Oct. 21-27, 2004
By Eileen Jevis/ SUN staff writer
SUN photo(s) Paul Finch
New Food Pantry Offers Relief for Families in Need
LIVERPOOL –– Immaculate Heart of Mary Parish is now able to meet the needs of the community with the opening of a new food pantry, located in a renovated house on the property. The new location, recently named Mary’s Pantry, has resulted in a dramatic increase in business. Previously serving between 25 to 30 clients per month, the pantry now serves more than 65 families. Father John Ahern, pastor of Immaculate Heart of Mary, said that the demographics of the Liverpool area have changed dramatically over the past few years. “There is a lot of subsidized housing in this area,” he said. “There are also a lot of military families who are stationed at Fort Drum and living in the Town of Salina.” Father Ahern said that because of the lack of military housing in the northern region, soldiers are bussed to the base from Syracuse each day. “Mainly, though, the people we are dealing with are the unemployed,” said Father Ahern. “It’s devastating for those who lose their jobs.”
Terry Lacey, human service coordinator at the parish, said that in addition to the unemployed and military personnel, two-income families who just can’t make ends meet also visit the food pantry. “This is a working-class neighborhood,” she said. “We are now seeing husbands, wives and children moving back in with their parents. These multi-generational families now have eight or more people in one household.”
The food pantry at Immaculate Heart of Mary has been in existence for more than 10 years but was originally housed in the basement of the rectory and was not easily accessible. “It was small and depressing and we had to worry about the clients getting up and down the stairs,” said Father Ahern. Now the house, located next to the parking lot, offers clients not just food and clothing, but respect and understanding. “We try to make it more personal to meet the needs of each family,” said Lacey. “We offer a nice atmosphere with no stigma attached. I ask the staff to interact with the clients to try and put them at ease,” she said.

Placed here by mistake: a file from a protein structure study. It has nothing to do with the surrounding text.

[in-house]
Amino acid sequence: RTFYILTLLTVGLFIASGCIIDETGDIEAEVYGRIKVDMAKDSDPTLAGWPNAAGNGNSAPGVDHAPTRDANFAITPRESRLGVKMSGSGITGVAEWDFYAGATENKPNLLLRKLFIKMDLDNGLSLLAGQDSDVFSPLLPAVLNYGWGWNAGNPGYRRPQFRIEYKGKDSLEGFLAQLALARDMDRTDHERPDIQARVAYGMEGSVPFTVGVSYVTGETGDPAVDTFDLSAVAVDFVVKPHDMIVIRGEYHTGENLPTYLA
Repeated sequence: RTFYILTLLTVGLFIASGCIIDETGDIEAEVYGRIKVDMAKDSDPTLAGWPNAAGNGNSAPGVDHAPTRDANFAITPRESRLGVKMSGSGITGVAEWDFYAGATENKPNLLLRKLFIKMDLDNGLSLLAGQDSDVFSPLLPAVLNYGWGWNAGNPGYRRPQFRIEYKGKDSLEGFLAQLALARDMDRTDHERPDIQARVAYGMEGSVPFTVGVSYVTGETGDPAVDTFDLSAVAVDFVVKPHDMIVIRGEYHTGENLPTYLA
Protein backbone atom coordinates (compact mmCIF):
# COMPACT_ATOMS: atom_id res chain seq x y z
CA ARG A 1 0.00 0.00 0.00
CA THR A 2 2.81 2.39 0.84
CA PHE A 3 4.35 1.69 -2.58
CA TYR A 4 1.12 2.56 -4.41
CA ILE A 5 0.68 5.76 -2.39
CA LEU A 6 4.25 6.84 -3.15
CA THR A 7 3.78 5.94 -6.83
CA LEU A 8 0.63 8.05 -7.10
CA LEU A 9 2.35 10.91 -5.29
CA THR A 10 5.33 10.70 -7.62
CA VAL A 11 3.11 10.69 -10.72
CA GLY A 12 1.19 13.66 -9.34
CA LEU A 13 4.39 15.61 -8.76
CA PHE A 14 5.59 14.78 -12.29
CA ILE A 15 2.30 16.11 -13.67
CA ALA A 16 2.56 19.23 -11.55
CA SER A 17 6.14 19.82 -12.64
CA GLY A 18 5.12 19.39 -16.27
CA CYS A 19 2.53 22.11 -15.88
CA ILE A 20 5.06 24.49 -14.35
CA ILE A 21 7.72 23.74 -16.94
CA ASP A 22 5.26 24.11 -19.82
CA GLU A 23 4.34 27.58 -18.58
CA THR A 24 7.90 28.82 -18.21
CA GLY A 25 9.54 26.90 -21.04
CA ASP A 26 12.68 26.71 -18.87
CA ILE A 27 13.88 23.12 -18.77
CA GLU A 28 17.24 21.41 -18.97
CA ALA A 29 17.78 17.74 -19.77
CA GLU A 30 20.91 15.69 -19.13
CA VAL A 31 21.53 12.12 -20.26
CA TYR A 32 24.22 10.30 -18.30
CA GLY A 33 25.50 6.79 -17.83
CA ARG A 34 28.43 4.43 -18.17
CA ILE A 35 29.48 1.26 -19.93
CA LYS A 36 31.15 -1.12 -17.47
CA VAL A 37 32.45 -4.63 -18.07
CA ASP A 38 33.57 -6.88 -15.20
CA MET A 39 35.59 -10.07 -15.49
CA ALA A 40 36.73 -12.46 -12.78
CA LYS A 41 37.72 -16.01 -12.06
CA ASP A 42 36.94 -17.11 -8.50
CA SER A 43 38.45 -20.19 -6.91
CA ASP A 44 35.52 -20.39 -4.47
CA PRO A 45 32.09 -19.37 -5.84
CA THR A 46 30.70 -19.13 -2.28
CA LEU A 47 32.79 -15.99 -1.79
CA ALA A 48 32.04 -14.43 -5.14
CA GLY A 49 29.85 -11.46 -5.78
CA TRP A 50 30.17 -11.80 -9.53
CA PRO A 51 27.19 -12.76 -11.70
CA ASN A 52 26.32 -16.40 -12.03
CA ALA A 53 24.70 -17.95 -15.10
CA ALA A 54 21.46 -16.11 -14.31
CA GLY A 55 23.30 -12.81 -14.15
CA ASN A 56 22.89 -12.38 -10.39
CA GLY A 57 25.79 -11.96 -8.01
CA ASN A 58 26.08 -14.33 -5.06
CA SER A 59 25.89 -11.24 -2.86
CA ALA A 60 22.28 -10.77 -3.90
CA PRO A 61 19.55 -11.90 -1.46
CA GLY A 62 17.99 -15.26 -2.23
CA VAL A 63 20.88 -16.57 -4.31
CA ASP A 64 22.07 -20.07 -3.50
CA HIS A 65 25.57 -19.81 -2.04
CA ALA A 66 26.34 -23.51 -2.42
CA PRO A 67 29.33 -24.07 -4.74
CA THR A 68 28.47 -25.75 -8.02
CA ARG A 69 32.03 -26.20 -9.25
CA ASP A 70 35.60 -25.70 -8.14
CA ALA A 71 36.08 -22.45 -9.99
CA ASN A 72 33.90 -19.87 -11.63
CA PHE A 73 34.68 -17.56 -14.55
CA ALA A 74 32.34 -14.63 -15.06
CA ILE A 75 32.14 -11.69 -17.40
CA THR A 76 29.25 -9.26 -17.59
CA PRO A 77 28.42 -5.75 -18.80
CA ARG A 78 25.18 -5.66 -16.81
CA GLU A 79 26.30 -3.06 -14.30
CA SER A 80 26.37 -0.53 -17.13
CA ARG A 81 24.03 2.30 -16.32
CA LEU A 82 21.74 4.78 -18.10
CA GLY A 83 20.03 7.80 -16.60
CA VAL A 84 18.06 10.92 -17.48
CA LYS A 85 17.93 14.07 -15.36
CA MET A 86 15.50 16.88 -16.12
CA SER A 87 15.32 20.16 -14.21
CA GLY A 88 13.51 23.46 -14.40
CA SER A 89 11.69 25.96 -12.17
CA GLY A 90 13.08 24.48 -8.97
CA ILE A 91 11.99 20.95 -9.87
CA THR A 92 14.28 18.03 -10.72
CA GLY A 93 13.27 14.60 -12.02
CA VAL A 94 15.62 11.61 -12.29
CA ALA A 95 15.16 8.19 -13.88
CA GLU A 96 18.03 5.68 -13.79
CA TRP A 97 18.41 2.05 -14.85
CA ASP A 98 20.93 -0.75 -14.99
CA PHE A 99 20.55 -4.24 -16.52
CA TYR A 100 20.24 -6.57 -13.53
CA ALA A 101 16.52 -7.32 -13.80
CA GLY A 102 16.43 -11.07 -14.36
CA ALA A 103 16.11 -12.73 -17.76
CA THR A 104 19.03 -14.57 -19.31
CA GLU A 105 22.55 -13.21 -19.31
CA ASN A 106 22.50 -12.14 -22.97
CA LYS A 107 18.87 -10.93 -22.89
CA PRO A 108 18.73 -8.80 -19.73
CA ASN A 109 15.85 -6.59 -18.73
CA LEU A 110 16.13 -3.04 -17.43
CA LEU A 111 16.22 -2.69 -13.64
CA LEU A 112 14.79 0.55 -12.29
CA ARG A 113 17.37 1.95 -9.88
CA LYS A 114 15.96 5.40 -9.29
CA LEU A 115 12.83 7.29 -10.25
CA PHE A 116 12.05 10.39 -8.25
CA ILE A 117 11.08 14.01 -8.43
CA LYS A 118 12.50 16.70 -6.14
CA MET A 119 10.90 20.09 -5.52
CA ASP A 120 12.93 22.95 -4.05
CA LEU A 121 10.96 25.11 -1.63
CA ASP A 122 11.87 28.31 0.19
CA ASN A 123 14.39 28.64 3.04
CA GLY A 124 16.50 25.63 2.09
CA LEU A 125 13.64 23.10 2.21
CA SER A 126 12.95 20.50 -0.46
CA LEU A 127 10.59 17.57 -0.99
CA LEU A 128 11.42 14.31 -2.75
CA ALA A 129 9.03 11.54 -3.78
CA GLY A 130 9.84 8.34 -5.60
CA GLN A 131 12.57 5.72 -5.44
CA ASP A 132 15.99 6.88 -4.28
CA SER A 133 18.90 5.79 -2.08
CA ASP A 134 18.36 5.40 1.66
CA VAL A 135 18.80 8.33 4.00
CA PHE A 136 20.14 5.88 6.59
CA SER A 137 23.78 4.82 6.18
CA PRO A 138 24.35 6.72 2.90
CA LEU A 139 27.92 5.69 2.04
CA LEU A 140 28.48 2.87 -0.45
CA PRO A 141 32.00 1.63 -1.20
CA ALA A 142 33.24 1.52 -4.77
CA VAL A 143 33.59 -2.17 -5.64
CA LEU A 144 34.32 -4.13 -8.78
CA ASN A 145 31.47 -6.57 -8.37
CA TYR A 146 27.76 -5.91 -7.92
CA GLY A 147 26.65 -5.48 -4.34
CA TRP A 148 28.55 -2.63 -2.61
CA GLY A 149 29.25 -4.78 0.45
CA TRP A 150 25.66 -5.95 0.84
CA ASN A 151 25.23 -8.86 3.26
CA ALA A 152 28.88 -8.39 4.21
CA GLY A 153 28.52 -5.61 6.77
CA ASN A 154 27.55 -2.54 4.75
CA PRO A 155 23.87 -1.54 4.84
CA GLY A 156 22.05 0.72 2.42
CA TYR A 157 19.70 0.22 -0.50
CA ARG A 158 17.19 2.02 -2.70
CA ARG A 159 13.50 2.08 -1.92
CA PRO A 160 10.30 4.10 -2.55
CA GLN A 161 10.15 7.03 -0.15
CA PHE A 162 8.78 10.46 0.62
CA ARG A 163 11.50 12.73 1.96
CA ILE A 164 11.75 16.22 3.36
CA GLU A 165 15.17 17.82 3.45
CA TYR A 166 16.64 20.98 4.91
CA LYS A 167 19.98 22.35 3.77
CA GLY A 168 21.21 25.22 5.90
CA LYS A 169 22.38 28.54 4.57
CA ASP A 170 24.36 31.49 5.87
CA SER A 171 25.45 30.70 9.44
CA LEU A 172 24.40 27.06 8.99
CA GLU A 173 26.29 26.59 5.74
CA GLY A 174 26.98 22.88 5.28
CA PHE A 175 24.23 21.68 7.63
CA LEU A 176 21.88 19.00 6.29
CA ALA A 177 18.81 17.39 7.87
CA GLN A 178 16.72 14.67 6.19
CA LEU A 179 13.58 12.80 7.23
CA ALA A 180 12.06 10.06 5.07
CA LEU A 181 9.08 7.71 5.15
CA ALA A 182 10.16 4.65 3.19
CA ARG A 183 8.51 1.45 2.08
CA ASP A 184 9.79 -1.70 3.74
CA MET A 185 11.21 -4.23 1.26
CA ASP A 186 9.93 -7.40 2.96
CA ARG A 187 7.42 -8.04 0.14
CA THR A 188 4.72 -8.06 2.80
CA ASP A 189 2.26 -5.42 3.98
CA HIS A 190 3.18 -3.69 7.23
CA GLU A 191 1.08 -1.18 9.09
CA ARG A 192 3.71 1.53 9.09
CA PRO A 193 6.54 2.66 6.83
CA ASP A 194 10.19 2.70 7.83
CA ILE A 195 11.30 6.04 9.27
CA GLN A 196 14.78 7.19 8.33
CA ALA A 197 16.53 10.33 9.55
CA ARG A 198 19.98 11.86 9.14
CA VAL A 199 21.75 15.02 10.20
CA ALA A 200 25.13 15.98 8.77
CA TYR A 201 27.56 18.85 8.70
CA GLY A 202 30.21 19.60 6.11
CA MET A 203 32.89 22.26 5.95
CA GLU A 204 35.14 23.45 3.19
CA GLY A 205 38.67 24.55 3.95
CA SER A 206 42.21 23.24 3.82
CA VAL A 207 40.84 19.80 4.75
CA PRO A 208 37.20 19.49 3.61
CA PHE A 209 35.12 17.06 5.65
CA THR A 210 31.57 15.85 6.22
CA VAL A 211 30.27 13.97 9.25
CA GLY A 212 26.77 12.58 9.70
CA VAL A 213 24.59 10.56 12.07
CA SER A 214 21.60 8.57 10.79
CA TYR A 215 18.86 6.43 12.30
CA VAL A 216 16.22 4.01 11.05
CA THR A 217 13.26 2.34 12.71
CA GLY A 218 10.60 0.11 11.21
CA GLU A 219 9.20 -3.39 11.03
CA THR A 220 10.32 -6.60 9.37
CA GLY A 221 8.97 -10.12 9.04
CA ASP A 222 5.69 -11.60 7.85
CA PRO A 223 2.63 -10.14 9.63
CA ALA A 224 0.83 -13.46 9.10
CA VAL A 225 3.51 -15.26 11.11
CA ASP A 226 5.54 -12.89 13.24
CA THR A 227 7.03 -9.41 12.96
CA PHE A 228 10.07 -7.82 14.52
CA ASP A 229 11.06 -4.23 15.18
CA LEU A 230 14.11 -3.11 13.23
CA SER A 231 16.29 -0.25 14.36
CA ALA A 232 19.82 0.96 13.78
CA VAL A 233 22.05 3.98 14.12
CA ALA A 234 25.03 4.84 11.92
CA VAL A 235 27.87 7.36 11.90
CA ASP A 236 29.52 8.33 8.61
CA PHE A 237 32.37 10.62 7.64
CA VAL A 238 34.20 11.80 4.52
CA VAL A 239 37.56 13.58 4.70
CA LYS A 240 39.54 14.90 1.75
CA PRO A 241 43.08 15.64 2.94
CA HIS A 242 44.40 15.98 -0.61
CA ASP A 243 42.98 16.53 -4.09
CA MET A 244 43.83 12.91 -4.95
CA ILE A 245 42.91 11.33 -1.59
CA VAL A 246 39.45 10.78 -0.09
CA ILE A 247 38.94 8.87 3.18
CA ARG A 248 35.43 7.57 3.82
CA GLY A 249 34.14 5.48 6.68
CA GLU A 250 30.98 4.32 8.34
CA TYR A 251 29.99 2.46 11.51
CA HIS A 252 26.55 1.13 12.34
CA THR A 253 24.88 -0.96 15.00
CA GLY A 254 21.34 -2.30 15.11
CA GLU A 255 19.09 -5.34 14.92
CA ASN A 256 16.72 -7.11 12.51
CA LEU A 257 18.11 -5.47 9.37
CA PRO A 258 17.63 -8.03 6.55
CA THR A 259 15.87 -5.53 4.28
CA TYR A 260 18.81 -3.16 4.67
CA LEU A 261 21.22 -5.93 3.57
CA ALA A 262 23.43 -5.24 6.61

Each month, the parish holds “food Sunday.” The week prior to food Sunday, the parishioners are given empty grocery bags with a list of suggested items to put in the bag. The parishioners bring the filled bags back to church the next Sunday. “On special holidays, the children in the religious education classes decorate the bags,” said Father Ahern. “At Christmas, the children write Christmas cards to be included in the bag of groceries.”
Both Father Ahern and Lacey said that because the food pantry is more noticeable, it has increased the number of people who want to help. “It’s gratifying that the parishioners are becoming more aware that the reality of hunger exists,” said Lacey. “We can sit around bemoaning the fact that so many people are out of work. But instead, we ask ourselves what we can do about it.” As a result, the parishioners have been very supportive and generous –– contributing both time and needed items. “Through their generosity, we have been able to help out other parishes in need in Syracuse,” said Lacey.
In addition to food and clothing, Father Ahern said that monetary donations are used to help families in a variety of emergency situations. “We also have a great demand for diapers and formula –– things that wouldn’t normally be associated with a food pantry,” said Father Ahern. The pantry also added an extra bonus for children who come to visit with their parents. “I put in a book shelf filled with used children’s books,” said Lacey. “The kids can come in and take as many as they want. I’m doing my small part for literacy.”
The food pantry at Immaculate Heart of Mary is open on Tuesdays from 4 p.m. to 6 p.m. and Thursdays from 3 p. m. to 5 p.m. For more information, contact Terry Lacey at (315) 457-8060.